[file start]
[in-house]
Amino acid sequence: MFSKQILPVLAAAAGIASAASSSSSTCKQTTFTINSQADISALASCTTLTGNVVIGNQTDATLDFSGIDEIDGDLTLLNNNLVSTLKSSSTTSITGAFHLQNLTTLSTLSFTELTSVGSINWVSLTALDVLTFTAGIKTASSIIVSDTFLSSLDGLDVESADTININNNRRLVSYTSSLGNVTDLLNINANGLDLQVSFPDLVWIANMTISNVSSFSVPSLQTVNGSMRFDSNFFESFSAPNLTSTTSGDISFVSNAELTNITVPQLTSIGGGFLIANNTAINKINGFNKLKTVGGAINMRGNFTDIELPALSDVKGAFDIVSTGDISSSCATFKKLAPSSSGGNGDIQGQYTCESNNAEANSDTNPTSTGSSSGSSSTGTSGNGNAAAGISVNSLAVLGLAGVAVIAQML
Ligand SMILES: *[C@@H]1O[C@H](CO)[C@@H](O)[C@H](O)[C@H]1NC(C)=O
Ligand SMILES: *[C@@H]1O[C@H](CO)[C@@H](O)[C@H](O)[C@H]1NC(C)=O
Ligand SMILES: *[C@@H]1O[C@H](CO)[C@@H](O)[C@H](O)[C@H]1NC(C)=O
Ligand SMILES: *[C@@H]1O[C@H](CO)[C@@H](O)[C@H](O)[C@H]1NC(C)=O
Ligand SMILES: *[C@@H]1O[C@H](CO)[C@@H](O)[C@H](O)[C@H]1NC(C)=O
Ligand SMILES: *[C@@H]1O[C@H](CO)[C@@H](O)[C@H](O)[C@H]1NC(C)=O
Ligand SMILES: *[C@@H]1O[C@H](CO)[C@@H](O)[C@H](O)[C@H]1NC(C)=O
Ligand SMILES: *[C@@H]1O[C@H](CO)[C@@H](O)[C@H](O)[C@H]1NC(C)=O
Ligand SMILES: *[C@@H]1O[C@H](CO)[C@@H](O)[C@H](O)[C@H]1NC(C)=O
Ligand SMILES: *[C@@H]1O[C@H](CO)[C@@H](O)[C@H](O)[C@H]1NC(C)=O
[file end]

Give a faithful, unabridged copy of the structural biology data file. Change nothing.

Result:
[in-house]
Amino acid sequence: MFSKQILPVLAAAAGIASAASSSSSTCKQTTFTINSQADISALASCTTLTGNVVIGNQTDATLDFSGIDEIDGDLTLLNNNLVSTLKSSSTTSITGAFHLQNLTTLSTLSFTELTSVGSINWVSLTALDVLTFTAGIKTASSIIVSDTFLSSLDGLDVESADTININNNRRLVSYTSSLGNVTDLLNINANGLDLQVSFPDLVWIANMTISNVSSFSVPSLQTVNGSMRFDSNFFESFSAPNLTSTTSGDISFVSNAELTNITVPQLTSIGGGFLIANNTAINKINGFNKLKTVGGAINMRGNFTDIELPALSDVKGAFDIVSTGDISSSCATFKKLAPSSSGGNGDIQGQYTCESNNAEANSDTNPTSTGSSSGSSSTGTSGNGNAAAGISVNSLAVLGLAGVAVIAQML
Ligand SMILES: *[C@@H]1O[C@H](CO)[C@@H](O)[C@H](O)[C@H]1NC(C)=O
Ligand SMILES: *[C@@H]1O[C@H](CO)[C@@H](O)[C@H](O)[C@H]1NC(C)=O
Ligand SMILES: *[C@@H]1O[C@H](CO)[C@@H](O)[C@H](O)[C@H]1NC(C)=O
Ligand SMILES: *[C@@H]1O[C@H](CO)[C@@H](O)[C@H](O)[C@H]1NC(C)=O
Ligand SMILES: *[C@@H]1O[C@H](CO)[C@@H](O)[C@H](O)[C@H]1NC(C)=O
Ligand SMILES: *[C@@H]1O[C@H](CO)[C@@H](O)[C@H](O)[C@H]1NC(C)=O
Ligand SMILES: *[C@@H]1O[C@H](CO)[C@@H](O)[C@H](O)[C@H]1NC(C)=O
Ligand SMILES: *[C@@H]1O[C@H](CO)[C@@H](O)[C@H](O)[C@H]1NC(C)=O
Ligand SMILES: *[C@@H]1O[C@H](CO)[C@@H](O)[C@H](O)[C@H]1NC(C)=O
Ligand SMILES: *[C@@H]1O[C@H](CO)[C@@H](O)[C@H](O)[C@H]1NC(C)=O